Frequent campers and serious survivalists will tell you it only takes five items to comfortably camp out: a tarp, a hammock, some rope, a blanket and a knife.
Many frequent campers and survivalists are also at least a little crazy, so most Cayman campers should prepare much more thoroughly for their Easter camping excursions.
Like Boy Scouts, all campers should be prepared for any eventuality during a camping weekend, so one of the most important things to have is a hotel reservation.
That way if a late Nor’wester or early tropical front moves in to the area, you can do some moving of your own – right into the dry comfort of a hotel room, from where you’ll still feel like you did something for the Easter Holiday.
For those bold enough to take on the great outdoors, the hammock, tarp and rope used by survivalists do work nicely for creating a primitive ‘lean-to.’ This low-budget shelter solution also saves you from indefinitely storing a tent that will smell bad forever after its first use.
Finding a tarp is easy in Cayman these days – you can borrow one from half the roofs on the island – but hanging a tarp and hammock requires two trees from which to hang them, and after Hurricane Ivan, this can be a next to impossible task.
That leaves tents and the back of your pick-up truck in which to sleep, if the latter weren’t lost in Hurricane Ivan as well.
Tents can be fun, and will certainly give you the feeling of ‘roughing it’ on a camping trip, especially if you’re putting it up for the first time and don’t like reading instructions. If that is the case, campers should allow at least six hours of daylight to erect the tent and leave the knife at home to avoid any mishaps during the inevitable spontaneous fits of anger.
Despite Cayman’s warm spring nights, sleeping rolls or blankets are also a necessity on any camping trip, not necessarily as a way to stay warm, but as a way to protect yourself from the inevitable mosquitoes, sand fleas, ticks, flies, spiders, ants that will try to invade your personal space.
OFF! is another vital camping supply to keep the bugs away, but it doesn’t help things at all if you’re hoping to attract interest from the opposite sex during your camping trip
As for the knives, survivalists use them to cut rope, dig rain trenches, prepare food and kill prey for eating.
Survivalists also say pine cones are edible, cockroaches are good sources of protein, and snakes taste just like chicken.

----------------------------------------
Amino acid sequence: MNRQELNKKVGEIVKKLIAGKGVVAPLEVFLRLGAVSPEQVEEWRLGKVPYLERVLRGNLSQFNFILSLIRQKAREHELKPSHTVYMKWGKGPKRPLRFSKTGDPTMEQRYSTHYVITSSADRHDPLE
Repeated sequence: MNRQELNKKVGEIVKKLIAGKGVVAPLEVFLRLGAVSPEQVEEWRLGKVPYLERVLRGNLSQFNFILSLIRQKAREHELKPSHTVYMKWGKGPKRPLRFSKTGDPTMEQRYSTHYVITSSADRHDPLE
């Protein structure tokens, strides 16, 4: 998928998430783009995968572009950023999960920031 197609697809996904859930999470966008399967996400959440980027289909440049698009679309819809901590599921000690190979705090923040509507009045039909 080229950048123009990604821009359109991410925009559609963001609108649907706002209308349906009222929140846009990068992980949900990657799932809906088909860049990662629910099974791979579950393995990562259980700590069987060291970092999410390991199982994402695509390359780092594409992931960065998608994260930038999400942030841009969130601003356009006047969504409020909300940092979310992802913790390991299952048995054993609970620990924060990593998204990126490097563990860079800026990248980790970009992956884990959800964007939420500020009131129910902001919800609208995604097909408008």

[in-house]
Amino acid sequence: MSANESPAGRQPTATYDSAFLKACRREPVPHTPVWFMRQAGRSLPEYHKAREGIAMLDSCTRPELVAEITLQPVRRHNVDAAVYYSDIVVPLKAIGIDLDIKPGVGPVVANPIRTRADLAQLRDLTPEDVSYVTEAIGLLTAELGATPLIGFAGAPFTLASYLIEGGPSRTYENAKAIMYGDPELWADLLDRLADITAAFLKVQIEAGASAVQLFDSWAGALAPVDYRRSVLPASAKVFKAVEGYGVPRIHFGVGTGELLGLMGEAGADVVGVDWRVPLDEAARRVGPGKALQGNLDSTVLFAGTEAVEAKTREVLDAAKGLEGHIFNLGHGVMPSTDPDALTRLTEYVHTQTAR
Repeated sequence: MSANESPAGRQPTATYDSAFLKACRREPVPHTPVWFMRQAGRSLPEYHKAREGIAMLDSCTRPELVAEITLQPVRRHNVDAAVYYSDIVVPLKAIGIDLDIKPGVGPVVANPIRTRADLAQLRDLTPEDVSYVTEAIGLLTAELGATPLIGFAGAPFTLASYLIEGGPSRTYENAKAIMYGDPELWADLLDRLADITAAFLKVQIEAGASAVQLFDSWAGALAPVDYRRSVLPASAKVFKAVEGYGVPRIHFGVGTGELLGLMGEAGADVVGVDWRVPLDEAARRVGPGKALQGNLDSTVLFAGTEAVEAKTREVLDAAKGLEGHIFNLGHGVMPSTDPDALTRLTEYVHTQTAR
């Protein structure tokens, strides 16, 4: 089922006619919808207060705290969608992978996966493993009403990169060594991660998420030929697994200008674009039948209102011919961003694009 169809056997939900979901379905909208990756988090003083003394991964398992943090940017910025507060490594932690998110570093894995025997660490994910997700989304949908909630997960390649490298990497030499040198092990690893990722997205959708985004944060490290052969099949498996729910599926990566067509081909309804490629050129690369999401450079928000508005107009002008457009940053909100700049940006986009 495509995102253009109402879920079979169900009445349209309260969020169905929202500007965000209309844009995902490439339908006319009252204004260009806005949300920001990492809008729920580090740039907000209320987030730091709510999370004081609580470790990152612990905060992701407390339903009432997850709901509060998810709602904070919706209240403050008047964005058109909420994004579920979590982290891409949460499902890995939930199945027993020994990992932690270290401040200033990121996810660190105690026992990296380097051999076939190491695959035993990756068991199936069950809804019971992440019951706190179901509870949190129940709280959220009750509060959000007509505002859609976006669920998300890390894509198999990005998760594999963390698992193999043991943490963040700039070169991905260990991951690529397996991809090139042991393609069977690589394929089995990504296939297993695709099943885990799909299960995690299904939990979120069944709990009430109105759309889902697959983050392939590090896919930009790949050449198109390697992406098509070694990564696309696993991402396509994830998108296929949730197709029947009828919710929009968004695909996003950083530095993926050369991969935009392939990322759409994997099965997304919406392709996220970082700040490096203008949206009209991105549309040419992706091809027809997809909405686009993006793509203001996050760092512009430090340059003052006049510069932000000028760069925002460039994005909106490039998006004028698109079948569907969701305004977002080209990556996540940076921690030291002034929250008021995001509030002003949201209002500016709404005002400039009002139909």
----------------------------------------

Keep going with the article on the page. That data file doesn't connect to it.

With that in mind, it’s probably a good idea for Cayman’s campers to stop off at Foster’s Food Fair before starting a camping weekend.
There are several types of campers when it comes to eating. There are those who eat nothing but tins of sardines, bags of chips, beef jerky, or candy, and other non-perishable foods that don’t require any preparation.
These campers have it easy, but normally end up with digestive problems for a week after the camping is over.
Others like to bring charcoal grills, propane stoves and other methods for cooking so that camping food is as good -or bad – as the food at home.
What most people forget is that you can’t bring your dishwasher from home with you camping (unless you go camping with your domestic helper) and washing dishes in the outdoors is no fun at all.
Those camping near George Town have another option for food that avoids the hassle of preparation and clean-up and offers a wide variety of great tasting fare: They can pick up the cell phone and call Fine Dine-In, although the ‘in’ part is really ‘out’ for campers in this case.
Lighting is also very important in camping.
Some people will camp using their internal clocks, sleeping while it’s dark and staying awake while it’s light. This system works well when camping in North America in the summer time, when it doesn’t get dark until after 10 p.m. in some places. However, it would be seem very silly to go to bed at 6.30pm when it gets dark in the springtime in Cayman.
Therefore, things like candles, flashlights or lanterns are all needed to supplement the light of the obligatory campfire. And don’t forget the matches.
Bathing can also be a challenge while camping. Since it’s only for the Easter weekend, some will choose not to bathe, which is why one-man tents are a brilliant invention.
Some will bathe in the sea, some will use portable freshwater showers, and some will stand in the rain to bathe, if it does in fact rain.
If this all sounds familiar, it should.
At this point, everyone on Grand Cayman is an accomplished camper, having just experienced the unavoidable circumstances after Hurricane Ivan.
Those who actually want to do that so soon again, might find getting back to nature – on their own terms, and not Ivan’s – very therapeutic. If Ivan taught us anything, it is that nature is indomitable, and respect for it can only come from being out in it, not from the comforts of a plush hotel room.
Nature, however, does not provide room service, maid’s service or a Jacuzzi tub, and you might not find yourself ready to rough it again. That is why, this year, hotel reservations are essential to any Cayman camping checklist.